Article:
Social media definitely is the most meaningful item to measure, but it is helpful to identify how popular a brand is. At the moment, Francesca's only has about 35,000 Instagram followers, 110,00 Facebook likes, and 7,000 Twitter followers. This greatly lags the Urban Outfitters-owned Free People that has 1.1 million Facebook likes, 951,000 Instagram followers, and 143,000 Twitter followers. Clearly, one company is leveraging social media much more effectively than the other.
I think Francesca has a lot of room to improve in this area, and I also think it needs to improve. With a mediocre social media presence, the company can seem behind the times, if not old. That hurts the firm's reputation as unique and trendy. It indicates that consumers simply are not that passionate about Francesca's. Free People is also smoking Francesca's in Google search trends.(Free People in blue; FRAN in red)
At 16x next year's earnings of $1.25, Francesca's looks semi-interesting, particularly since earnings are expected to grow 17-20%. Still, Francesca's needs to execute a few strategy changes before I'd become convinced that long-term earnings growth will be strong.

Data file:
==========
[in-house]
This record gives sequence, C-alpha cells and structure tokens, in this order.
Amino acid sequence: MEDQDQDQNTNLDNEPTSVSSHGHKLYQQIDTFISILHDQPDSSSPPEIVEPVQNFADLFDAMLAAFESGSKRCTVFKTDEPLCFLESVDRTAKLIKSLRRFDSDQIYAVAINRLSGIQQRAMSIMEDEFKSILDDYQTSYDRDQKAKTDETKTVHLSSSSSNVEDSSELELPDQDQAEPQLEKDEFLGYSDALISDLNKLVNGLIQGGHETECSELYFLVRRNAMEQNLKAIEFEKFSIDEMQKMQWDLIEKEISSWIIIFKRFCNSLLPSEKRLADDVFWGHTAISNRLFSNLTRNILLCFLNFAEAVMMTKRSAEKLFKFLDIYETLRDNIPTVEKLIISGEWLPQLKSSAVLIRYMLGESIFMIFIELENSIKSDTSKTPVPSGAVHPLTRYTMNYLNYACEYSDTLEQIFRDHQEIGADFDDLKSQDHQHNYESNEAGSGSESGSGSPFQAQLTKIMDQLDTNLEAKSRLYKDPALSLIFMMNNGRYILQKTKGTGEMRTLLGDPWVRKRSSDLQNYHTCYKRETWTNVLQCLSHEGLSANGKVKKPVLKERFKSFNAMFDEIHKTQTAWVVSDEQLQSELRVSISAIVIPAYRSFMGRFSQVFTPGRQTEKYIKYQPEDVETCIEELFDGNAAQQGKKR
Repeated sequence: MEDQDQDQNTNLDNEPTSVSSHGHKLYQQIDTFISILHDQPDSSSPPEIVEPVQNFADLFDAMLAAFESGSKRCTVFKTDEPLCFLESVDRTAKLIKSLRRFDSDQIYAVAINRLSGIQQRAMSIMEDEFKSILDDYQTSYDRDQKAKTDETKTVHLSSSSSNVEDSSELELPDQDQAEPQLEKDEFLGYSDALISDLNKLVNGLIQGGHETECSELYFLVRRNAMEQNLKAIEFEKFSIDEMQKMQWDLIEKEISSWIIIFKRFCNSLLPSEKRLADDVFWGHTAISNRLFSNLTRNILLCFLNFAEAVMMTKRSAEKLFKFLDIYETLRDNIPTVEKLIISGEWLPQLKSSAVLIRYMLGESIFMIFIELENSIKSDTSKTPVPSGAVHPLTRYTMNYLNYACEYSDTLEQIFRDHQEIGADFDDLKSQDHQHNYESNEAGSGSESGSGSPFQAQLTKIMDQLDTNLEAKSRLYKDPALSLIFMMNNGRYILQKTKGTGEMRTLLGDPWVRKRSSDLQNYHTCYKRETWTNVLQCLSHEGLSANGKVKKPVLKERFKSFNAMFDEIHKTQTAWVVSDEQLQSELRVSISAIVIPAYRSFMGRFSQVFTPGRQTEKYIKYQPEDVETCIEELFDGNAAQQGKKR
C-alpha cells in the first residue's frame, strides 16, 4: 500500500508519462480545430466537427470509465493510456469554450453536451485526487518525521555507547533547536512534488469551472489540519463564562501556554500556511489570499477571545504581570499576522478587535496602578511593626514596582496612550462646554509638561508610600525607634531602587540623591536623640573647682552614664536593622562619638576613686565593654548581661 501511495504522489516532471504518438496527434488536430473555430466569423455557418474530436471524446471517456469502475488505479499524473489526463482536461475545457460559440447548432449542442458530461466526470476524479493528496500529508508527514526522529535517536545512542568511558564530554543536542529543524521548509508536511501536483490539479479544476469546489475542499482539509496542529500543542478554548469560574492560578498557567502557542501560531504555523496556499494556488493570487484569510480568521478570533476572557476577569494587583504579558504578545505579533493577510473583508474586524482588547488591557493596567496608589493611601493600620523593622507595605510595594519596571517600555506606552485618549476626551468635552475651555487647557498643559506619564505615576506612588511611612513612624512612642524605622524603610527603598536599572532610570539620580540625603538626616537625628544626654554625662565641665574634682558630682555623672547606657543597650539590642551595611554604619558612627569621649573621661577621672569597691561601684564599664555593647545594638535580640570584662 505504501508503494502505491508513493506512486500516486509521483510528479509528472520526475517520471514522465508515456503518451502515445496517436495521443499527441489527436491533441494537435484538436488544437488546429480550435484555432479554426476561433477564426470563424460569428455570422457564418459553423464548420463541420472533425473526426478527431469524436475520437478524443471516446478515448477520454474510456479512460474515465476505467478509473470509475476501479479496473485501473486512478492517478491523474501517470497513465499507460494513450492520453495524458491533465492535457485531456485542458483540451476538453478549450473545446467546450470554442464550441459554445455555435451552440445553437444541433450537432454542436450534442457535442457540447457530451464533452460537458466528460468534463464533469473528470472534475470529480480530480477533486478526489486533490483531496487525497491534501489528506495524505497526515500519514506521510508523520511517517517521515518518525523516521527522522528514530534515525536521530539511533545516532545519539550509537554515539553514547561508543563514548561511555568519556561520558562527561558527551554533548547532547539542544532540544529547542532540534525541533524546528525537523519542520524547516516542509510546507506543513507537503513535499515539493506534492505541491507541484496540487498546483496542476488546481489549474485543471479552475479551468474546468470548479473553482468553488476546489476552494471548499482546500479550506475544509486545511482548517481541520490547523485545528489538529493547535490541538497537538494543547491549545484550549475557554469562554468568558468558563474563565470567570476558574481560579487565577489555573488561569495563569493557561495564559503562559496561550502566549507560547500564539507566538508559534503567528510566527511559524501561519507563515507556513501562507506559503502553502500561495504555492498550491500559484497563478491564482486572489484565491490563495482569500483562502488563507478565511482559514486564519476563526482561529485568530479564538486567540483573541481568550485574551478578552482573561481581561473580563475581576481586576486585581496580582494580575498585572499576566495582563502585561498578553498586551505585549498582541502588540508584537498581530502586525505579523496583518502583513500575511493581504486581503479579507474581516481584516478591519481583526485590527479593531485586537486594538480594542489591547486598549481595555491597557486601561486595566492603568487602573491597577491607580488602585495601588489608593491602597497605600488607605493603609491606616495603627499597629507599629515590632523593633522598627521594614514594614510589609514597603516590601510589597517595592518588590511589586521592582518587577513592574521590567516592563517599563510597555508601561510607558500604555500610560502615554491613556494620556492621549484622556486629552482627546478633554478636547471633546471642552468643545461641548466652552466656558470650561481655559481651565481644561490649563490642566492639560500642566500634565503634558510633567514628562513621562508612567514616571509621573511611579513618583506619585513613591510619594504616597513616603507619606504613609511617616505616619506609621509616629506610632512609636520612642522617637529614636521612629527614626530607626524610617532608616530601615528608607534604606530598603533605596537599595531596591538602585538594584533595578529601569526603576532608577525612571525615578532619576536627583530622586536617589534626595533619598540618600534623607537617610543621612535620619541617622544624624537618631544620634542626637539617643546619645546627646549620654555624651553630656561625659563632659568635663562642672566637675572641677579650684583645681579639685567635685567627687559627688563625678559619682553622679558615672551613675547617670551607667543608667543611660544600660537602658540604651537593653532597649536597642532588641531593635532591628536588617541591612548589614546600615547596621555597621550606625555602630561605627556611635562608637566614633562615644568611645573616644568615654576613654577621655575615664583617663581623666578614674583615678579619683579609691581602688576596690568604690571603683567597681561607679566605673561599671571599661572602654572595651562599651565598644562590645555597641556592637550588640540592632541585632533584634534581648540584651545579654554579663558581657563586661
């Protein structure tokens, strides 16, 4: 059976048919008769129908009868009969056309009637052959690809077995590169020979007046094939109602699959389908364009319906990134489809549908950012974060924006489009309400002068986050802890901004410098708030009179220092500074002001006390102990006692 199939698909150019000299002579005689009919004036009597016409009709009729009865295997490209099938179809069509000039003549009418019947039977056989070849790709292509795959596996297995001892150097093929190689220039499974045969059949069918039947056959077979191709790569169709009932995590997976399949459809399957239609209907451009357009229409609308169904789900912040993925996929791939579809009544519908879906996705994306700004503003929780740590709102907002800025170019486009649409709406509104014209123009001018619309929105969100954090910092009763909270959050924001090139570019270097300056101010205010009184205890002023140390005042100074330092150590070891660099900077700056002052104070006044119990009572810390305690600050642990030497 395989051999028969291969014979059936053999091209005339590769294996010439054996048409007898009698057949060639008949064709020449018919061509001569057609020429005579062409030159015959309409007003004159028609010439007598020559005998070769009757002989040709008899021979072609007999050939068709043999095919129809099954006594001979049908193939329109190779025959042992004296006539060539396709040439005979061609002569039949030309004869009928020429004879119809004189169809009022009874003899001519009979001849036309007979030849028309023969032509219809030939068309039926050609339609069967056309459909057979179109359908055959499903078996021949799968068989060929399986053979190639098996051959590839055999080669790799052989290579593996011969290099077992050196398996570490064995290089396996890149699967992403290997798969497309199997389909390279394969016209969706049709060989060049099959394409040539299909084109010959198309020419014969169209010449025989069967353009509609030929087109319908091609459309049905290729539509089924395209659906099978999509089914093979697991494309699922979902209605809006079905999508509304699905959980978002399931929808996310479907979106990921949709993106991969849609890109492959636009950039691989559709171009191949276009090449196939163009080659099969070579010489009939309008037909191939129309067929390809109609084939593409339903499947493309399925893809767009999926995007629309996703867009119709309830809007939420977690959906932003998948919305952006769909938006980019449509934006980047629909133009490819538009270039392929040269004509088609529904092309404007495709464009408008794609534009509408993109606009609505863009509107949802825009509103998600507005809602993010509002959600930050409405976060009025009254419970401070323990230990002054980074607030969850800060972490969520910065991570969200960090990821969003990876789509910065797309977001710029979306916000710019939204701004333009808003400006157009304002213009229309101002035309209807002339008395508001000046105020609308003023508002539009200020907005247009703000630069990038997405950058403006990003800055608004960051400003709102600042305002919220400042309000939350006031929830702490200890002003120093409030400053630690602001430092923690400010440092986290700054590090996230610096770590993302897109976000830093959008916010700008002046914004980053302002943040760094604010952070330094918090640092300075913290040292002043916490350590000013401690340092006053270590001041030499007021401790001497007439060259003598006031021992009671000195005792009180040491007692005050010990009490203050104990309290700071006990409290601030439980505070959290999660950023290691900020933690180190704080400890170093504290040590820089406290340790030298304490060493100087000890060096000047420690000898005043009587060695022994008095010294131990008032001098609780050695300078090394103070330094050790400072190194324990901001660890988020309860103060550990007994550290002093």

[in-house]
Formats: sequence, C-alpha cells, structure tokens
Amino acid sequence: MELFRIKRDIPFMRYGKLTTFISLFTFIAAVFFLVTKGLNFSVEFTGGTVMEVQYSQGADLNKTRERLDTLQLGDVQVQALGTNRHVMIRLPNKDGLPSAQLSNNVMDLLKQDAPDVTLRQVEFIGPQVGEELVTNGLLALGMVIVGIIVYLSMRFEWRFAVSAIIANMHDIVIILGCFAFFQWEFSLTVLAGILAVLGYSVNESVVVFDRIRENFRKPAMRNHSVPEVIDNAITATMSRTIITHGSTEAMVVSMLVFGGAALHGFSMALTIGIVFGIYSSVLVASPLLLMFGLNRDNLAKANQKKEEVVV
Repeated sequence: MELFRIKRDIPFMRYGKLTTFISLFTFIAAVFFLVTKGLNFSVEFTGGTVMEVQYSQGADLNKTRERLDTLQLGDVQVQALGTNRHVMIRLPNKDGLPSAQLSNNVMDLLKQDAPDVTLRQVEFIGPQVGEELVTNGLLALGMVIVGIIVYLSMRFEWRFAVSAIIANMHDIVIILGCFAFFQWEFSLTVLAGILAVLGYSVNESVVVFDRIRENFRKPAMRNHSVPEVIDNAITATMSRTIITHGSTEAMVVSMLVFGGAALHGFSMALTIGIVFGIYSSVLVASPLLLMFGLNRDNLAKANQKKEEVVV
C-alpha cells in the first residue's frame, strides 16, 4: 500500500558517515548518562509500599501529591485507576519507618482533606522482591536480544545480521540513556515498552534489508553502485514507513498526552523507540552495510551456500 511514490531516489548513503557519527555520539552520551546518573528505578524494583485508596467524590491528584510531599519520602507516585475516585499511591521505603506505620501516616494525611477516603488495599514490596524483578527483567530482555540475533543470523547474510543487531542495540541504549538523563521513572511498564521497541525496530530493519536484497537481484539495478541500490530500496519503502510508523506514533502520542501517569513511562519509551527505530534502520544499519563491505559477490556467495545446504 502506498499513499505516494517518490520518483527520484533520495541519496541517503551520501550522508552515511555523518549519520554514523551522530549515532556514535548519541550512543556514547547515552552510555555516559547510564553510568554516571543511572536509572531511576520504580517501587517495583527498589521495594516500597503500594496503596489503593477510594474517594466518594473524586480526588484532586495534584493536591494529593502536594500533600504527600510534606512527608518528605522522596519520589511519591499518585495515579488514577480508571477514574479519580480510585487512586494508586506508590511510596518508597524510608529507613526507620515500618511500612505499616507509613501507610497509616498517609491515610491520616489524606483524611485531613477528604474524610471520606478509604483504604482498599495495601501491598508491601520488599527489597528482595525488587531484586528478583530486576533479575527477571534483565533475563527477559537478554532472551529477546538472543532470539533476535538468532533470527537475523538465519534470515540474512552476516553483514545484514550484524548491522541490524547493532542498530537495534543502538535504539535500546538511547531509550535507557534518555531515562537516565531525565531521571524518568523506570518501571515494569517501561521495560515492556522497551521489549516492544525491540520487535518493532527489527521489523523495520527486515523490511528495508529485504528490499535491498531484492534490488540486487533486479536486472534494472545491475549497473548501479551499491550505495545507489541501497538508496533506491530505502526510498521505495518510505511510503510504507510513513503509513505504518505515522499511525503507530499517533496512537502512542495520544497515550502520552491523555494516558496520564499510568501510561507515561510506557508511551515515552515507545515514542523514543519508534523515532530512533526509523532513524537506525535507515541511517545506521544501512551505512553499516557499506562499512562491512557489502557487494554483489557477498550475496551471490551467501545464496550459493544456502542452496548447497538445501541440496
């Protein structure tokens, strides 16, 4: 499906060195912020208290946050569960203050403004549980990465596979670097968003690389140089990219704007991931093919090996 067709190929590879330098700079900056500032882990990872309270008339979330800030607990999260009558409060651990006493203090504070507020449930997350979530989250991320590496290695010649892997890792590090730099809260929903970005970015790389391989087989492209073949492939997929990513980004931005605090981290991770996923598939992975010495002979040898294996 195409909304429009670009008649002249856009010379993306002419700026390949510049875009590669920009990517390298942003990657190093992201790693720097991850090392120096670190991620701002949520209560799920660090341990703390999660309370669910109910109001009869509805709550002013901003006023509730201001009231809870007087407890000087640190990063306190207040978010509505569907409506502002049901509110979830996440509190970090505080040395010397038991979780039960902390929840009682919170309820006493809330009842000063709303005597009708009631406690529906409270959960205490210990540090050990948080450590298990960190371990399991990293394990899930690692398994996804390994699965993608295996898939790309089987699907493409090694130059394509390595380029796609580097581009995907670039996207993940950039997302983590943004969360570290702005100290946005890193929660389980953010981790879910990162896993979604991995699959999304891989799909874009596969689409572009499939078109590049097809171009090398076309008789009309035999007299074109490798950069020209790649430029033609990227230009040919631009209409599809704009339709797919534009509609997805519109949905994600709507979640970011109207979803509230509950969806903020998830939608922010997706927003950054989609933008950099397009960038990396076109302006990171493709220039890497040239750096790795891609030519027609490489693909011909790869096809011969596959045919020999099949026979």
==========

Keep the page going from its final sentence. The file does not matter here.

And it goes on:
I think it is better positioned to survive the seismic e-commerce revolution than some of its larger peers; however, I would like to see the company increase its use of social media and develop apps for iOS and Android. Why not slow the store-opening pace and focus on some investments in mobile technology and social media?
Unfortunately, like most of the market, Francesca's is trading about where it should be. Nonetheless, I'm anxious to listen to the conference call when the company posts fourth quarter results. A change in direction or strategy could make the risk/reward much more compelling.
Disclosure: I have no positions in any stocks mentioned, and no plans to initiate any positions within the next 72 hours. I wrote this article myself, and it expresses my own opinions. I am not receiving compensation for it (other than from Seeking Alpha). I have no business relationship with any company whose stock is mentioned in this article.